Articles about introversion and extroversion had been circulating in my Facebook (FB) feed for quite some time now and I have been reading them for the laughs. I would check out the “lists” and assess myself and then laugh off whichever ones I could relate to, which is actually most of what are on the lists. Plus, it’s a great (or not so great) trip down memory lane too. This article by The Huffington Post though caught me most because of all the linked articles in my FB feed, this one has seemingly legit references. No I didn’t really check those references out because I could really care less. After all, I’m really just in this for the laughs and the memories.
I’m going to go over the list below with some reasons or back story on why I could relate to it.
1. You find small talk incredibly cumbersome.
I can’t say I agree with this one fully but there is truth to it for me. Then again, most small talk I ever encounter either ends up in awkward silence waiting for the other to say something else or it evolves into a deep conversation. (check #5)
2. You go to parties -– but not to meet people.
“would rather spend time with people they already know and feel comfortable around”
This. Definitely. I always find myself having second thoughts of going to a party if I’m not sure anyone I know (other than the host of course) would be going. I usually ask if there would be anyone I know who’d be going. Most of the time my friends would automatically drop names.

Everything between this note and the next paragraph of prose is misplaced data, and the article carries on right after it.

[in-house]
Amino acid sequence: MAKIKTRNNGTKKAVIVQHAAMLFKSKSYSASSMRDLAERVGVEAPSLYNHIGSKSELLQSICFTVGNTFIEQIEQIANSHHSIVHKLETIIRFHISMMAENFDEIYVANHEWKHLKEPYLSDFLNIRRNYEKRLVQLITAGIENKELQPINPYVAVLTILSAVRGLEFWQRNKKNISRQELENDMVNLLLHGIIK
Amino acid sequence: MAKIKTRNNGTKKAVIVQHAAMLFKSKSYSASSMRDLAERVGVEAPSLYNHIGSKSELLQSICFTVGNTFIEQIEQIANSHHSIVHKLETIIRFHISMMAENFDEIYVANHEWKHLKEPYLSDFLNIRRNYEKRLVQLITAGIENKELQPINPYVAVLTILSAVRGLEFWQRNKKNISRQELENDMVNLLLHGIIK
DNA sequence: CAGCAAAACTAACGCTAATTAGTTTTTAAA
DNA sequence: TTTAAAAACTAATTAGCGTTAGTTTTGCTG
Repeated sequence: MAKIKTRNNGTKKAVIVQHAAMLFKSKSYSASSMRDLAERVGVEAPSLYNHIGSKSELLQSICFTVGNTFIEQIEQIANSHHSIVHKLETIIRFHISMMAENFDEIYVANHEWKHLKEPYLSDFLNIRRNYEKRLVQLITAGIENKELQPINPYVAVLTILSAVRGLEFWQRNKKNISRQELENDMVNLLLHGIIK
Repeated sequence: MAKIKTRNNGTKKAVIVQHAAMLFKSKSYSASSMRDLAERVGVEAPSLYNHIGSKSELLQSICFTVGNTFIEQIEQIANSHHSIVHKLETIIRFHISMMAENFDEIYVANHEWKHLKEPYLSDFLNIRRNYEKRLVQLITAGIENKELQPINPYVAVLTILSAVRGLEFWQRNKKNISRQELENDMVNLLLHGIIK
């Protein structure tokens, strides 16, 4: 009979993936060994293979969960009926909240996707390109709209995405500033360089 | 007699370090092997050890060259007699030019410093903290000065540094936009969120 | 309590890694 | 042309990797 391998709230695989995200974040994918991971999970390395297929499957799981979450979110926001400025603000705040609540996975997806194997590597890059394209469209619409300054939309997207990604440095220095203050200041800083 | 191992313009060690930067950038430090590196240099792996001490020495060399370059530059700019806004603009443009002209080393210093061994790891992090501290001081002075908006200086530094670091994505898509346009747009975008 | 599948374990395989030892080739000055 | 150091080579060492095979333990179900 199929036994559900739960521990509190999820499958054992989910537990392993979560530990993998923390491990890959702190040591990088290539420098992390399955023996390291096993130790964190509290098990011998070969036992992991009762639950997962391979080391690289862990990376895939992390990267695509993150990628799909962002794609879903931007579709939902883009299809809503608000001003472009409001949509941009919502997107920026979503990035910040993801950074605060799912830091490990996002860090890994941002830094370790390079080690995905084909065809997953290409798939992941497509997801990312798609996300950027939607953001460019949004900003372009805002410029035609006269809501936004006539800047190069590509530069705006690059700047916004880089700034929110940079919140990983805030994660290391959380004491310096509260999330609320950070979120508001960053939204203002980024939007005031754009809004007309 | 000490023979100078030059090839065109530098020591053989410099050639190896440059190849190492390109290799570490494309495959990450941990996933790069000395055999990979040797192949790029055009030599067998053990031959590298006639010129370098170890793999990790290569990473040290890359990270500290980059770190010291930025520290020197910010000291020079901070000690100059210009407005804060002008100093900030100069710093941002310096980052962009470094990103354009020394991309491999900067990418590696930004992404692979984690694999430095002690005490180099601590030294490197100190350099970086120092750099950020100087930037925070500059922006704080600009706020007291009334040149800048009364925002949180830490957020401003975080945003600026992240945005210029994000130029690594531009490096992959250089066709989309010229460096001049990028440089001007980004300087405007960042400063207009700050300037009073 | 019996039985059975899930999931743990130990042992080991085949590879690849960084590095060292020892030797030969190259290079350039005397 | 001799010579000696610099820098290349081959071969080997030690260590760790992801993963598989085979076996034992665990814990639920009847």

3. You often feel alone in a crowd.
Kind of I guess. Then again I always got myself to talk with. Alone but not lonely…
4. Networking makes you feel like a phony.
“small-talk with the end goal of advancing your career”
Networking had never sat well with me. Ever. Small talk? (Check #1)
5. You’ve been called “too intense.”
“penchant for philosophical conversations and a love of thought-provoking books and movies”
This. So so so much relate with this! Hahahaha…
I don’t think anyone’s actually called me “too intense” but I definitely have a thing for philosophical conversations and though-provoking books and movies. After reading novels, I usually go online (goodreads for example) to read about what others have to say about the book and maybe even talk about it. Plus, I can’t help but leave a review about those books! Then there’s the movies. I would sometimes watch movies alone and have a conversation with myself about it (yes I talk to myself, deal with it), but when I do watch with others, well… let’s just say it doesn’t end with a simple “nice movie” or “bad movie” comment. My friends already know how I react to their gushing over the hot dude or sexy chic. I bet if they’re reading this, they could already picture my face.